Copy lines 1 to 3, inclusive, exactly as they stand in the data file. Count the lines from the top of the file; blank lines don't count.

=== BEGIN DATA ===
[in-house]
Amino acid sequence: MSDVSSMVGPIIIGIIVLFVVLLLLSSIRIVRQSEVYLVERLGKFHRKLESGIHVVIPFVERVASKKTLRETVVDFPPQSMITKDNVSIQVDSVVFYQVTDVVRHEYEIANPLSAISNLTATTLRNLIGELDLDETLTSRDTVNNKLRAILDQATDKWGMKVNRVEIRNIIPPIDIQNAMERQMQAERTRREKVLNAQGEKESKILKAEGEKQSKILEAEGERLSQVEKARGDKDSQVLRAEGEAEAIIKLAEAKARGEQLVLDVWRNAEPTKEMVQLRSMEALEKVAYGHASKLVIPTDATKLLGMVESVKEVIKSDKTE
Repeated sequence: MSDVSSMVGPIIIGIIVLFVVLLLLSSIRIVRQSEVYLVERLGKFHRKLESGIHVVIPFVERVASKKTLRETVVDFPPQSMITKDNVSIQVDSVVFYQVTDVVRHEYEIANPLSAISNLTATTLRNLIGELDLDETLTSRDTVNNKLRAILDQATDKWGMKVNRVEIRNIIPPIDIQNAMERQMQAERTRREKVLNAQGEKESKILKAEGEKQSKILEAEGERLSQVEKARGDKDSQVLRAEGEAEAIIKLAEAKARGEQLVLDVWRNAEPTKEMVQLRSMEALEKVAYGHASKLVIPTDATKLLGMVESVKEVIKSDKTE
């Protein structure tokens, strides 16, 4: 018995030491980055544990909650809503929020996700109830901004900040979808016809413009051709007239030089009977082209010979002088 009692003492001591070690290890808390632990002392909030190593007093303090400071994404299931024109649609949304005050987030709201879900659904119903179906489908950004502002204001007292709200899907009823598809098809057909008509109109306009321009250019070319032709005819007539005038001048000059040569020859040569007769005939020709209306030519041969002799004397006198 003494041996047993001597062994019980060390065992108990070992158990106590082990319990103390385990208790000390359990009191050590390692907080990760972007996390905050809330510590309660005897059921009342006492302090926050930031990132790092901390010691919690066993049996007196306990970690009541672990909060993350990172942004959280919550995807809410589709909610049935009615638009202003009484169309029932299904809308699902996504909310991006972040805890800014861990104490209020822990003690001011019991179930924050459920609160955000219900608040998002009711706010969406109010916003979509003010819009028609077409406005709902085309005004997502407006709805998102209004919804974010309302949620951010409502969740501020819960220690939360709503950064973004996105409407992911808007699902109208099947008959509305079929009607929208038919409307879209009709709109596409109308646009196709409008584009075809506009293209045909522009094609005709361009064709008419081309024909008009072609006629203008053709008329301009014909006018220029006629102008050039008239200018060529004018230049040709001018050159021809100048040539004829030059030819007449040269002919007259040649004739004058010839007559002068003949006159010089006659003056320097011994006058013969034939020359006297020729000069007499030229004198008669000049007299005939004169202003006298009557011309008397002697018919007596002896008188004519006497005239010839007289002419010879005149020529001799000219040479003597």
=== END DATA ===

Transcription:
[in-house]
Amino acid sequence: MSDVSSMVGPIIIGIIVLFVVLLLLSSIRIVRQSEVYLVERLGKFHRKLESGIHVVIPFVERVASKKTLRETVVDFPPQSMITKDNVSIQVDSVVFYQVTDVVRHEYEIANPLSAISNLTATTLRNLIGELDLDETLTSRDTVNNKLRAILDQATDKWGMKVNRVEIRNIIPPIDIQNAMERQMQAERTRREKVLNAQGEKESKILKAEGEKQSKILEAEGERLSQVEKARGDKDSQVLRAEGEAEAIIKLAEAKARGEQLVLDVWRNAEPTKEMVQLRSMEALEKVAYGHASKLVIPTDATKLLGMVESVKEVIKSDKTE
Repeated sequence: MSDVSSMVGPIIIGIIVLFVVLLLLSSIRIVRQSEVYLVERLGKFHRKLESGIHVVIPFVERVASKKTLRETVVDFPPQSMITKDNVSIQVDSVVFYQVTDVVRHEYEIANPLSAISNLTATTLRNLIGELDLDETLTSRDTVNNKLRAILDQATDKWGMKVNRVEIRNIIPPIDIQNAMERQMQAERTRREKVLNAQGEKESKILKAEGEKQSKILEAEGERLSQVEKARGDKDSQVLRAEGEAEAIIKLAEAKARGEQLVLDVWRNAEPTKEMVQLRSMEALEKVAYGHASKLVIPTDATKLLGMVESVKEVIKSDKTE